αvβ5 Integrin Receptors at the Apical Surface of the RPE: One Receptor, Two Functions

  • Emeline F. NandrotEmail author
  • Yongen Chang
  • Silvia C. Finnemann
Part of the Advances in Experimental Medicine and Biology book series (AEMB, volume 613)

Photoreceptors and retinal pigment epithelial (RPE) cells, two adjacent cells types of the outer retina, interact with each other functionally in numerous ways. Maintenance of permanent retinal adhesion and cyclic phagocytosis of shed photoreceptor outer segment fragments (POS) by RPE cells are two forms of these interactions that are crucial for vision. RPE cells form a polarized monolayer and extend apical microvilli that ensheath photoreceptor outer segments. Outer segments consist of stacked membranous disks containing the phototransduction machinery and are permanently renewed. To maintain constant outer segment length photoreceptors eliminate their most aged tips by daily shedding (Young, 1967), which precedes a burst of phagocytosis by the RPE that efficiently clears POS from the subretinal space and recycles many of their components (Young and Bok, 1969). POS shedding and subsequent phagocytosis by RPE cells are critical for photoreceptor cell function and long term survival.


Retinal Pigment Epithelial Cell Outer Segment Neural Retina Subretinal Space Photoreceptor Outer Segment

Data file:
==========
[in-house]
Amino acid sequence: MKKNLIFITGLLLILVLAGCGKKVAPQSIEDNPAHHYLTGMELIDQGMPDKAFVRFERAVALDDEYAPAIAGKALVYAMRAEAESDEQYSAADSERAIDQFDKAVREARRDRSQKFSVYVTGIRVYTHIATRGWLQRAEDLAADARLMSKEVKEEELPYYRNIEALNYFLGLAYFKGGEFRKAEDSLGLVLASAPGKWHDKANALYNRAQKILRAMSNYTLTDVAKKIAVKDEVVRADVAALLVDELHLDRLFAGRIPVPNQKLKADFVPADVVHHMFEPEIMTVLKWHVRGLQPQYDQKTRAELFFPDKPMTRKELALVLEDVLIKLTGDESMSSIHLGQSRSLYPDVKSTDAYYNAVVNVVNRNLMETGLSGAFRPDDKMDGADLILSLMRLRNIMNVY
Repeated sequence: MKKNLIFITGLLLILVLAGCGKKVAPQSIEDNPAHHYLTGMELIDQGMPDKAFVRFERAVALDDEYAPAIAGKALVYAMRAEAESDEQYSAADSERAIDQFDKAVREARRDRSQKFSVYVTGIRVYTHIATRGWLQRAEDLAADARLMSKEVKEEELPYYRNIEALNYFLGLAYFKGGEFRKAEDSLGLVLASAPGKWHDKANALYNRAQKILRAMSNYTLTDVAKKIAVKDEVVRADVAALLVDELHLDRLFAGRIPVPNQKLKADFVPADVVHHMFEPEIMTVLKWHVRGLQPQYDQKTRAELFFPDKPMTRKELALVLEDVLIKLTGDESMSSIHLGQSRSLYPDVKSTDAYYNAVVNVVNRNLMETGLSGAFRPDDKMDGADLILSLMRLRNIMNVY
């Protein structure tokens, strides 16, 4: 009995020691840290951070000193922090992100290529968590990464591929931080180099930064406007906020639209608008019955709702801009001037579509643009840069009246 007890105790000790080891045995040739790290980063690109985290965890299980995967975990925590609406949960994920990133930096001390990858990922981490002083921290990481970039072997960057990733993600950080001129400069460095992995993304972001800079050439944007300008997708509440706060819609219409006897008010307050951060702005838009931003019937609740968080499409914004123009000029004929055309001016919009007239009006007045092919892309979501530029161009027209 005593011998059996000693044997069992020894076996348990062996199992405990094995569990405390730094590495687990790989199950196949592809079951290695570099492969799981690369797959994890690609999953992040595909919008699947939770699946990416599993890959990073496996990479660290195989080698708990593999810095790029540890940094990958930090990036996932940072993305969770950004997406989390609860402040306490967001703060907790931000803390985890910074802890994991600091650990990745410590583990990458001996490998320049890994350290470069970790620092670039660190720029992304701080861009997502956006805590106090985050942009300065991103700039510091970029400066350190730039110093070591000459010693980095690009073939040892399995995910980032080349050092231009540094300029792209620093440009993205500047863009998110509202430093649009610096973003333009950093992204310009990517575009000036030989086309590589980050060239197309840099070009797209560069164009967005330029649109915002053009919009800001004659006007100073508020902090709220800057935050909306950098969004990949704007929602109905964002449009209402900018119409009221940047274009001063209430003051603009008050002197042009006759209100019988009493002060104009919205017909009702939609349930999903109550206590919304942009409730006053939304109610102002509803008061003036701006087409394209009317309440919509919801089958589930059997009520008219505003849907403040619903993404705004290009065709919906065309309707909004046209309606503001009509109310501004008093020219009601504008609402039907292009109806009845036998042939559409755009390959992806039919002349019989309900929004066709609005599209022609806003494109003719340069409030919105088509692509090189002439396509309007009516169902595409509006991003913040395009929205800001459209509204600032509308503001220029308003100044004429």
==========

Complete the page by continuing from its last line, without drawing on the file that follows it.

These keywords were added by machine and not by the authors. This process is experimental and the keywords may be updated as the learning algorithm improves.


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Copyright information

© Springer Science+Business Media, LLC 2008

Authors and Affiliations

  • Emeline F. Nandrot
    • 1
    Email author
  • Yongen Chang
    • 2
  • Silvia C. Finnemann
    • 3
  1. 1.Margaret M. Dyson Vision Research Institute, Department of OphthalmologyWeill Medical College of Cornell UniversityNew YorkUSA
  2. 2.Margaret M. Dyson Vision Research Institute, Department of OphthalmologyWeill Medical College of Cornell UniversityNew YorkUSA
  3. 3.Margaret M. Dyson Vision Research Institute, Department of Ophthalmology; Department of Cell and Developmental Biology, Department of Physiology and BiophysicsWeill Medical College of Cornell UniversityNew YorkUSA

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